Councilmembers unanimously passed a resolution in support of striking the clause of the 13th Amendment that allows slavery or involuntary servitude to continue in United States prisons.
PHILADELPHIA—Today, a resolution introduced by Councilmember Kendra Brooks (At-Large) in support of Senate Joint Resolution 21 and House Joint Resolution 53 passed unanimously in City Council. Re-introduced by U.S. Senator Jeff Merkley and Congresswoman Nikema Williams on June 17, 2021, these pieces of legislation propose a constitutional amendment that would end forced labor in U.S. prisons.
The resolution is co-sponsored by City Councilmembers Cindy Bass (8th District), Allan Domb (At-Large), Jamie Gauthier (3rd District), Katherine Gilmore Richardson (At-Large), Derek Green (At-Large), Helen Gym (At-Large), Kenyatta Johnson (2nd District), and Isaiah Thomas (At-Large).
While slavery was abolished in 1865, the “slavery clause” in the 13th amendment allows forced labor to continue as punishment for a crime. Historically, this resulted in Southern localities implementing “Black Codes”—laws which criminalized things like loitering and vagrancy—as a way to imprison and continue to profit off the unpaid labor of Black Americans. Today, forced labor continues as a common practice in U.S. prisons. Incarcerated citizens are paid little to nothing for their work in the majority of states, including five states that pay prisoners nothing for their labor. In Pennsylvania, incarcerated people make less than $1 per hour. This forced poverty exacerbates instability for many Philadelphians re-entering society, who are often excluded from the traditional workforce and face a number of structural barriers upon their release.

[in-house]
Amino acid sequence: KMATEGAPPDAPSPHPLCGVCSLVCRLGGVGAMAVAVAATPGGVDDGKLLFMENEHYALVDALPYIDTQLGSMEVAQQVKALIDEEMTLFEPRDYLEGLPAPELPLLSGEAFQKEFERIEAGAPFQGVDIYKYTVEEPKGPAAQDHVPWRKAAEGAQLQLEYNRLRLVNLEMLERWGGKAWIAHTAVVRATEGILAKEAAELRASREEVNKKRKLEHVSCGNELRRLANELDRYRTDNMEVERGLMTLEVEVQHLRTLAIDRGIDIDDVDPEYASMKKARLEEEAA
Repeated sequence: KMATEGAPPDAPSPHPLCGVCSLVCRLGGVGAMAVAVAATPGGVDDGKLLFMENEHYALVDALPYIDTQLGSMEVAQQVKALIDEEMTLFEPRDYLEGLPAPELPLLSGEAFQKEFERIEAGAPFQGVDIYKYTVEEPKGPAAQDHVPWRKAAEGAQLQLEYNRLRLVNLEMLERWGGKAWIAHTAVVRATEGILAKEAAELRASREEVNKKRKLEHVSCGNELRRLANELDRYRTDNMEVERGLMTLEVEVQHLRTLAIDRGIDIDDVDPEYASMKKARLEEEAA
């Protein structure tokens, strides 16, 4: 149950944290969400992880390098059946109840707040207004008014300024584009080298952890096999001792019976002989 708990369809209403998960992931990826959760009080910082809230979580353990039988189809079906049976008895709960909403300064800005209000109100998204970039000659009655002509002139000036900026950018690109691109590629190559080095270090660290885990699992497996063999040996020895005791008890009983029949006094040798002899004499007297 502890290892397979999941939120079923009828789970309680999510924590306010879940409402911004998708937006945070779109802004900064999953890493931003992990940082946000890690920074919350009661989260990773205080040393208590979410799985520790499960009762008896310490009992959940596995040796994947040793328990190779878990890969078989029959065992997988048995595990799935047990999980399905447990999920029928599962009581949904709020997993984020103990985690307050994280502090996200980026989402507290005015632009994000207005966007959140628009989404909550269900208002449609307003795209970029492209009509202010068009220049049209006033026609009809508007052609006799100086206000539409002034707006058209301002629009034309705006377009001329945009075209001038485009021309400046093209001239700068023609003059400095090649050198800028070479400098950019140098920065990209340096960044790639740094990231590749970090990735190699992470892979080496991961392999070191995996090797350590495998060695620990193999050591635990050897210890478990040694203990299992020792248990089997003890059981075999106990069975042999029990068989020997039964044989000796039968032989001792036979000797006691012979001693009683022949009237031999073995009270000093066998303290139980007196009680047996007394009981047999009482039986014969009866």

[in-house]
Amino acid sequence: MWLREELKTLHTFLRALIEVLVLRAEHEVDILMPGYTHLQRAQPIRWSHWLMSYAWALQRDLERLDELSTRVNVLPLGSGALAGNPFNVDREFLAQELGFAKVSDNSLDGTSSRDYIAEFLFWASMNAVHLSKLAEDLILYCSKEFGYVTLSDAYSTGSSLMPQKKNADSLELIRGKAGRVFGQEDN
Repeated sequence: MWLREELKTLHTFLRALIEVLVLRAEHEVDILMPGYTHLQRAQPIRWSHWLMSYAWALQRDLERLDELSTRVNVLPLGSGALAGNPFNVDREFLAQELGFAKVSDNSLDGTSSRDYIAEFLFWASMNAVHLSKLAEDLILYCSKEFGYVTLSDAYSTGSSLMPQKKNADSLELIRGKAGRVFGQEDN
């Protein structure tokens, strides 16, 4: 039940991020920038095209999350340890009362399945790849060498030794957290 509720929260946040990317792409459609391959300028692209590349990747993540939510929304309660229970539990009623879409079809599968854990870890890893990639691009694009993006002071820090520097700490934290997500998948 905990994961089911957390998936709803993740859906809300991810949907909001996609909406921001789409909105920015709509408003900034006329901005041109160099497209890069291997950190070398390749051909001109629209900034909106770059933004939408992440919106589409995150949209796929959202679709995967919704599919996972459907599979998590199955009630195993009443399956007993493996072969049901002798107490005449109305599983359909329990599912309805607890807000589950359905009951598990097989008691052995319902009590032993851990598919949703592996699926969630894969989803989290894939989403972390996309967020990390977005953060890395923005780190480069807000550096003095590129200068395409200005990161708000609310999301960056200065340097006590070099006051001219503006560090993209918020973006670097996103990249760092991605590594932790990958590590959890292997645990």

“As a Black woman who comes from a working-class community, where families are broken apart and lives destroyed due to over-incarceration, I know well the widespread impacts the prison industrial complex has on families in neighborhoods like mine,” said Councilmember Kendra Brooks (At-Large). “And we can’t decarcerate our country unless we eliminate the financial incentive to keep Black and brown, working class and poor people in prison. There should be no loopholes to abolishing slavery. It’s time we ended forced labor in all forms and gave our incarcerated neighbors the labor protections that all community members are owed.”
The United States is the most incarcerated country in the world, with nearly 2.3 Million Americans behind bars. Racist policies like Jim Crow laws, the “war on drugs,” and “three strikes” laws dramatically expanded the U.S. prison population from 357,000 in 1970 to 2.3 million by 2020—the world’s largest prison population. In combination with severe plea deals and harsh mandatory minimums, these policies facilitated generations of poverty, broke up families, and incentivized the over-incarceration of Black people in the United States. Unpaid or underpaid prison labor incentivizes the crisis of mass incarceration by contributing to the $8 Billion detention industry. Additionally, as many companies struggle with labor shortages, the likelihood that the labor of incarcerated people will be further exploited to compensate for unfilled positions increases.